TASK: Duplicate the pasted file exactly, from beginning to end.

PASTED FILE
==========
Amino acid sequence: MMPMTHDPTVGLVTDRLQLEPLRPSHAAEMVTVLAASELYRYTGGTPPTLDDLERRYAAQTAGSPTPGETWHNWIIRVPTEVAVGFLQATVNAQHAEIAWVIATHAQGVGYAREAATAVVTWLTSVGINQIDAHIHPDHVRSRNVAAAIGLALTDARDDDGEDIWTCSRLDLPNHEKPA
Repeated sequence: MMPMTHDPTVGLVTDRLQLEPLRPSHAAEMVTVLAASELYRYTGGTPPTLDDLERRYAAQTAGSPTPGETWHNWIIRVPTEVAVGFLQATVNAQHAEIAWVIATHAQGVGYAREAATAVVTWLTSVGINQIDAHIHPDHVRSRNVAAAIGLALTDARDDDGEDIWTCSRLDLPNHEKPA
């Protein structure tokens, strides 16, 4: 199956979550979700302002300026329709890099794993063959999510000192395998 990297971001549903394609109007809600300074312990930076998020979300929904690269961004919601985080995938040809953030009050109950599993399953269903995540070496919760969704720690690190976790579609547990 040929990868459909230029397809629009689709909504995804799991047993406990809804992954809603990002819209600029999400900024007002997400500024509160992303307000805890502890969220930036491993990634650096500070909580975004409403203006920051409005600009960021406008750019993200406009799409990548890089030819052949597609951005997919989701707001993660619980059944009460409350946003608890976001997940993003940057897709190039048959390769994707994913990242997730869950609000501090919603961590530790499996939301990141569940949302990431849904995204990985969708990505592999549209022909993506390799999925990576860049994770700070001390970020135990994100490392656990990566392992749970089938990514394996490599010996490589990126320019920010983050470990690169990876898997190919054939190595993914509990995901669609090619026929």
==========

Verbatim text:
Amino acid sequence: MMPMTHDPTVGLVTDRLQLEPLRPSHAAEMVTVLAASELYRYTGGTPPTLDDLERRYAAQTAGSPTPGETWHNWIIRVPTEVAVGFLQATVNAQHAEIAWVIATHAQGVGYAREAATAVVTWLTSVGINQIDAHIHPDHVRSRNVAAAIGLALTDARDDDGEDIWTCSRLDLPNHEKPA
Repeated sequence: MMPMTHDPTVGLVTDRLQLEPLRPSHAAEMVTVLAASELYRYTGGTPPTLDDLERRYAAQTAGSPTPGETWHNWIIRVPTEVAVGFLQATVNAQHAEIAWVIATHAQGVGYAREAATAVVTWLTSVGINQIDAHIHPDHVRSRNVAAAIGLALTDARDDDGEDIWTCSRLDLPNHEKPA
């Protein structure tokens, strides 16, 4: 199956979550979700302002300026329709890099794993063959999510000192395998 990297971001549903394609109007809600300074312990930076998020979300929904690269961004919601985080995938040809953030009050109950599993399953269903995540070496919760969704720690690190976790579609547990 040929990868459909230029397809629009689709909504995804799991047993406990809804992954809603990002819209600029999400900024007002997400500024509160992303307000805890502890969220930036491993990634650096500070909580975004409403203006920051409005600009960021406008750019993200406009799409990548890089030819052949597609951005997919989701707001993660619980059944009460409350946003608890976001997940993003940057897709190039048959390769994707994913990242997730869950609000501090919603961590530790499996939301990141569940949302990431849904995204990985969708990505592999549209022909993506390799999925990576860049994770700070001390970020135990994100490392656990990566392992749970089938990514394996490599010996490589990126320019920010983050470990690169990876898997190919054939190595993914509990995901669609090619026929």